Steve Wineman’s social change activism dates back to the 1960s. He has participated in efforts to achieve peace and disarmament, racial and gender equality, workplace democracy, and ecological sustainability. He retired at the end of 2013 after more than 30 years working in community mental health. Steve is the author of The Politics of Human Services and Power-Under: Trauma and Nonviolent Social Change.
Cameron Reid is a community activist and recent graduate of Humber’s SSW program. He has served as the co-chair of the Toronto Harm Reduction Worker’s Union Organizing Committee (IWW 610), and is a member of the Toronto Harm Reduction Alliance, a local advocacy and activist organization. His experiences living with clinical depression since his early teens and his later journey through self-medication with drug use form the basis for his commitment to advocating for peer-driven solutions, community empowerment, and reformation of drug policy.
Vanessa Gray is a 23-year-old Anishinaabe kwe from the Aamjiwnaang First Nation, located in Canada’s Chemical Valley. Vanessa, a former youth Green Teens community organizer, has worked with community members to bring awareness to the health issues due to the toxic surroundings. She is an organizer with ASAP, Aamjiwnaang and Sarnia Against Pipelines and continues to raise awareness about environmental racism.
Margot Van Sluytman
Margot Van Sluytman is an award-winning expressive writing teacher, mentor, restorative justice advocate, and public speaker. She is invited to teach and give talks and workshops about how expressive writing is a rich process of healing and transformation, by reclaiming, respecting, and living our precious voice. Her books include: Sawbonna: I See You, A Real Life Restorative Justice Story; The Other Inmate: Mediating Justice-Mediating Hope, Poetry and Writing Workbook for Restorative Practices (English and French); Layers of Possibility: Healing Poetry from The Members of The National Association for Poetry Therapy, Foreword by Dr. Robert Carroll, NAPT; Dance With Your Healing: Tears Let Me Begin to Speak With My Pen; and, Wild Self Real Self: Write Your Voice of Healing and Strength. She has been interviewed by media around the world. Margot is the Founder of The Sawbonna Project for Living Justice and a Member of The National Association for Poetry Therapy.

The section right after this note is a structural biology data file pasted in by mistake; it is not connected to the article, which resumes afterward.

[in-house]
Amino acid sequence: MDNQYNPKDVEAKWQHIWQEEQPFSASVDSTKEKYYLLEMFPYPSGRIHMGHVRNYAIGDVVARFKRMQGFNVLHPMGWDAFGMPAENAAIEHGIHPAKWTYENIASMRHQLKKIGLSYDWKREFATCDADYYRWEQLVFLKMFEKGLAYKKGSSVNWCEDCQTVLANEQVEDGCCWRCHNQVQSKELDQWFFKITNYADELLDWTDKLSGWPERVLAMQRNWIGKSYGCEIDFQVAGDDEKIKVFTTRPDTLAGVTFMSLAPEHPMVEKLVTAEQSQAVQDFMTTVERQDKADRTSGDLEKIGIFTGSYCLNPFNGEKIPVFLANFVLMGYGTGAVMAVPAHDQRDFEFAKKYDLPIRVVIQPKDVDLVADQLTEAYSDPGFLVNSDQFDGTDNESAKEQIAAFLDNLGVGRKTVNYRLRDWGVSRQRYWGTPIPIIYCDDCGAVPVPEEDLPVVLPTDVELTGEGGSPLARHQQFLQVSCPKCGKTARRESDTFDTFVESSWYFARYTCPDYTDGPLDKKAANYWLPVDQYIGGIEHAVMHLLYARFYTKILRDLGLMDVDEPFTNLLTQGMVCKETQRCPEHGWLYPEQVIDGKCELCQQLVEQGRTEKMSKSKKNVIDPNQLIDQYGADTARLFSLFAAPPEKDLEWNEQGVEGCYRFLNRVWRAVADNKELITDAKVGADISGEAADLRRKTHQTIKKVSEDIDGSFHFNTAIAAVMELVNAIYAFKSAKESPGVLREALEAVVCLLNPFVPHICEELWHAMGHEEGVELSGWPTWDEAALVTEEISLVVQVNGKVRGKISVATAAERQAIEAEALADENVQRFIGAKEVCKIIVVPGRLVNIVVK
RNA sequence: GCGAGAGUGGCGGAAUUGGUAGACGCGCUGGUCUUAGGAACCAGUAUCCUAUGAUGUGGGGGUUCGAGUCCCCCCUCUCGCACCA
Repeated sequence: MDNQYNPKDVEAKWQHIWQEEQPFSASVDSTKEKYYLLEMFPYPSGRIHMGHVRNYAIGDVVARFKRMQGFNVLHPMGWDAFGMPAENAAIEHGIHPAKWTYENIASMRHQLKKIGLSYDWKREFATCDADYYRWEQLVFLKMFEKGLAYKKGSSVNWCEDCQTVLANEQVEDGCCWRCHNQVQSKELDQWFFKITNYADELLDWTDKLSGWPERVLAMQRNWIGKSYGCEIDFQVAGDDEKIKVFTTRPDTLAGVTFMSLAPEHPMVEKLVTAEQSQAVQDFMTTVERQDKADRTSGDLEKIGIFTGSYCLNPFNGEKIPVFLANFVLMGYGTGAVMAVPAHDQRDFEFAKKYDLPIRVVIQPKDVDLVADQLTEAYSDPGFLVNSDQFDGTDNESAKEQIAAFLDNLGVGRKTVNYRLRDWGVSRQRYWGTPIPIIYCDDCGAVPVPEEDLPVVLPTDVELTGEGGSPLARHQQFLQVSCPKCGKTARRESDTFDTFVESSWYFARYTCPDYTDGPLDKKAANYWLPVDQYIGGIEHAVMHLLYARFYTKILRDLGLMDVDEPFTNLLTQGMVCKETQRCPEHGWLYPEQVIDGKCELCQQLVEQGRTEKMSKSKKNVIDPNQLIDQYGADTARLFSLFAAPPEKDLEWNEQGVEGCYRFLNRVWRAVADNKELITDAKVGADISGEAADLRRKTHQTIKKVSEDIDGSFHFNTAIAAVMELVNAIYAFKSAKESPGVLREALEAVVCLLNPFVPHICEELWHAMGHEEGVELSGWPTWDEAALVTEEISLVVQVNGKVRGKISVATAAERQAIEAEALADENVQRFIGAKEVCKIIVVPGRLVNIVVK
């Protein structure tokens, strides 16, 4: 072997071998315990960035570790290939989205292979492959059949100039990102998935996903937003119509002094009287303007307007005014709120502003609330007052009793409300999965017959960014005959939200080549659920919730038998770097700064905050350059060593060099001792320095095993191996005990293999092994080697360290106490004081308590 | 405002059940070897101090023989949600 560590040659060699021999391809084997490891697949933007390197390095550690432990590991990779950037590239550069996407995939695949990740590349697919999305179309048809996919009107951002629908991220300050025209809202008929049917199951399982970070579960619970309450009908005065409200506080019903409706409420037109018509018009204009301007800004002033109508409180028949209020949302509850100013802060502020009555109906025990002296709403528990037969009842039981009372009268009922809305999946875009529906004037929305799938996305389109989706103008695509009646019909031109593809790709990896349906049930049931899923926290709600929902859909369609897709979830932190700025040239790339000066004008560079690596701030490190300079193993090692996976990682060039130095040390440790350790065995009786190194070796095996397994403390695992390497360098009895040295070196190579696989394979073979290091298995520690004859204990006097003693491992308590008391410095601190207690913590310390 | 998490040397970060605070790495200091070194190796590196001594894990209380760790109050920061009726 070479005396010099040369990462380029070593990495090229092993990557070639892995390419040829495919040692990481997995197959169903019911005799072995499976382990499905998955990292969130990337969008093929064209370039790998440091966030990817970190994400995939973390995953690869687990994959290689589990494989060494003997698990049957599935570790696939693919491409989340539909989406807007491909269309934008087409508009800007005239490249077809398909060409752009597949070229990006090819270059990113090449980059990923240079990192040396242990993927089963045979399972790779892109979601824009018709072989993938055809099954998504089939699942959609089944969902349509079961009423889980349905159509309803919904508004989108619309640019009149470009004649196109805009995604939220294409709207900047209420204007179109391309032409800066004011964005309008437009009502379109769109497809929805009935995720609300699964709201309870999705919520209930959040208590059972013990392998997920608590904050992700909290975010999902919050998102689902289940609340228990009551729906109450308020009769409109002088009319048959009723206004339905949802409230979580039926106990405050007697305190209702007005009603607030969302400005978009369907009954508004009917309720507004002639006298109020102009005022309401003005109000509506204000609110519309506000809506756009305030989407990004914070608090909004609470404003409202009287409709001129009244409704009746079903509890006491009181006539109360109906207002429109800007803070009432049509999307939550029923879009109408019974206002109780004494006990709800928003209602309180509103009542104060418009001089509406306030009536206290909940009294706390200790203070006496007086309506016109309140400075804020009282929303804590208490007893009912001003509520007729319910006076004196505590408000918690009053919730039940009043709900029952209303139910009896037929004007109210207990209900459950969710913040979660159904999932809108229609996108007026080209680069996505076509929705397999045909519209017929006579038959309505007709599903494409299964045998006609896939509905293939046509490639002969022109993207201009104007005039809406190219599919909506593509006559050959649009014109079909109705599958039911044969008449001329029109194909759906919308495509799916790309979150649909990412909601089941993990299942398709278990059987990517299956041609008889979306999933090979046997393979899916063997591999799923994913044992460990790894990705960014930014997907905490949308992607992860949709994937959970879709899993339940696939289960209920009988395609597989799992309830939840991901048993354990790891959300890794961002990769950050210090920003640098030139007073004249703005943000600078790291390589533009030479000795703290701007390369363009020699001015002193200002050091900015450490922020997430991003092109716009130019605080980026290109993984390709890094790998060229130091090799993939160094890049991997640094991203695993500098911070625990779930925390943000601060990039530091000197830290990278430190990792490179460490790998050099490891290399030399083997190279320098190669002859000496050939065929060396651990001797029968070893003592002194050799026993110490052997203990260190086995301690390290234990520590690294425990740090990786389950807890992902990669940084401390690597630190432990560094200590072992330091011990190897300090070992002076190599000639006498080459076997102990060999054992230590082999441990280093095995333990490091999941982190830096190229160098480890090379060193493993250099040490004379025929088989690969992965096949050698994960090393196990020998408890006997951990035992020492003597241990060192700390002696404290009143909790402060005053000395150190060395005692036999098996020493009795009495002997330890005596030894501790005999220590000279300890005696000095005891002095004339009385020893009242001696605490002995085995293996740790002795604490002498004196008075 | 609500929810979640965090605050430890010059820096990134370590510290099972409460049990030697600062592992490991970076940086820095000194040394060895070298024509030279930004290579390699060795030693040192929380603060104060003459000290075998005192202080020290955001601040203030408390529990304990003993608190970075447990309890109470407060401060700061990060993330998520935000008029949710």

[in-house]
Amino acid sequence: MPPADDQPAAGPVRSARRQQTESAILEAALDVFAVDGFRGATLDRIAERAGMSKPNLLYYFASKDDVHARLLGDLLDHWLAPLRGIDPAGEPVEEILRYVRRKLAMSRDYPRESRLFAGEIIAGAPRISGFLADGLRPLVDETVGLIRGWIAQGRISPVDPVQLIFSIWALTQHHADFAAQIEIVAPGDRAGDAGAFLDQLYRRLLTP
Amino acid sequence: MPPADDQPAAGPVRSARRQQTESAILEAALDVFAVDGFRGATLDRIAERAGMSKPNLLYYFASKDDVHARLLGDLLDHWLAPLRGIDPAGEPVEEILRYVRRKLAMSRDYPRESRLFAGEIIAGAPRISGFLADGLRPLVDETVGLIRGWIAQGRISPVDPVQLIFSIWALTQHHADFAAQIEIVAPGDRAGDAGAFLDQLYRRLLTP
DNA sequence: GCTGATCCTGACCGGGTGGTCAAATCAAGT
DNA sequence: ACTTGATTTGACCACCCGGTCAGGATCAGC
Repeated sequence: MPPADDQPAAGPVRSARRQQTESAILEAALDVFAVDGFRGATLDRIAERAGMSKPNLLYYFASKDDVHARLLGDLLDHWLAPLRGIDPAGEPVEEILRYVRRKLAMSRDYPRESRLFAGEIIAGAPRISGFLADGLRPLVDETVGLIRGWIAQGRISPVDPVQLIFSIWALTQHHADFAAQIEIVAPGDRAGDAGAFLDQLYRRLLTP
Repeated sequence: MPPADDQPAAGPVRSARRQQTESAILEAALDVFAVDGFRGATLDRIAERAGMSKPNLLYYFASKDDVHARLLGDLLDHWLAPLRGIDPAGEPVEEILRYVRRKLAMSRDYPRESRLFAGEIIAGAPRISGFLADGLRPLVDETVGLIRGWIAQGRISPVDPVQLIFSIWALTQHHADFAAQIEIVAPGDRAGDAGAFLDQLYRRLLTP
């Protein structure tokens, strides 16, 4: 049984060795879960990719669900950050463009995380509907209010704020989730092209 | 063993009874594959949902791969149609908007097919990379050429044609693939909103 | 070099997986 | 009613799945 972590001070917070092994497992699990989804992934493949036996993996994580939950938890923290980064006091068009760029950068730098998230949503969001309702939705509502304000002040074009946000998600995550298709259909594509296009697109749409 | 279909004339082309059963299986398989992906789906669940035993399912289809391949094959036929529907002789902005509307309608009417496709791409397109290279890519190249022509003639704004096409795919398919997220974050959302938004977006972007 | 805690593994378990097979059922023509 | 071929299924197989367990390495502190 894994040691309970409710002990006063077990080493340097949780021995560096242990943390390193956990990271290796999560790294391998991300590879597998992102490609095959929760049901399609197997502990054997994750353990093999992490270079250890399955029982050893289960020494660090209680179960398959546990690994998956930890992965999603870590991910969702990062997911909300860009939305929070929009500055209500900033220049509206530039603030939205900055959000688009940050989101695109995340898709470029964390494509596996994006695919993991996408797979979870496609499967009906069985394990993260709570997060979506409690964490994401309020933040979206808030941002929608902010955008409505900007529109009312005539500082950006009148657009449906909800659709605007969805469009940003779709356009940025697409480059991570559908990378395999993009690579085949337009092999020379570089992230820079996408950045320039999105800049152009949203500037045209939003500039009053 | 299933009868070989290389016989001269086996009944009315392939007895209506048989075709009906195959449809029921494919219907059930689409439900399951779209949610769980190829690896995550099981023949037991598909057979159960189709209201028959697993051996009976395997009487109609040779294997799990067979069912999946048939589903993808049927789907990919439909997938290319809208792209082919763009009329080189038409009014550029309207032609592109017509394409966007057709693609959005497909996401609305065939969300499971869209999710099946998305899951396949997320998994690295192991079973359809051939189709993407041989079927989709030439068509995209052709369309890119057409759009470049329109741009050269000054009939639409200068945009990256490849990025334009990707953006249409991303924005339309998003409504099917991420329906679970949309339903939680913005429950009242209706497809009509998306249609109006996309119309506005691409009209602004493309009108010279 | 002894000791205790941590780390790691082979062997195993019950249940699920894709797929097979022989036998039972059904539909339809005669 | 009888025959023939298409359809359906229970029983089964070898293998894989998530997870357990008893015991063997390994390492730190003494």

Sarah Scanlon is a queer feminist organizer based in Guelph, who has spent over a decade involved in gender-based violence struggles within Ontario. Sarah’s involvement in the VAW (Violence Against Women) movement led her to working with the Children’s Aid Society as a Child Internet Exploitation Project Coordinator, as the Co-Coordinator for the I Know Someone Campaign, as the Community Mobilization Project Manager, and for OPIRG Guelph as the Coordinator of Organizational and Policy Development. Sarah deepened her analysis around alternative models to community healing and harm accountability in her role as the Public Education and Outreach Coordinator for the Sexual Assault Center of London. Her passion for working with boys and men, and the role they play in ending gender-based violence, was fostered through her work as a group facilitator for Changing Ways Men’s Group and Youth Perpetrator Project. Sarah currently manages, and will be speaking about, the Gender Bullying Project focused on engaging boys with issues of masculinity and sexual violence through transformative justice and bystander intervention models.
Leah is a queer-crip-femme-witch who spends a lot of time working, writing and thinking about community accountability and transformative justice. She supports and develops community accountability processes in her communities. She is a white, settler, who is a community organizer based on the stolen and colonized land of toronto, ontario, that has spent over a decade involved in struggles for justice within apartheid canada. Leah’s involvement in the environmental movement lead her to supporting Indigenous communities in the struggle for Sovereignty and Self-Determination. Leah has also been part of building communities that fight for justice for queer and trans people, women, low- income, disabled and racialized people. She has worked with groups across Turtle Island on fighting sexism, homophobia and transphobia and in solidarity with the movement for migrant justice.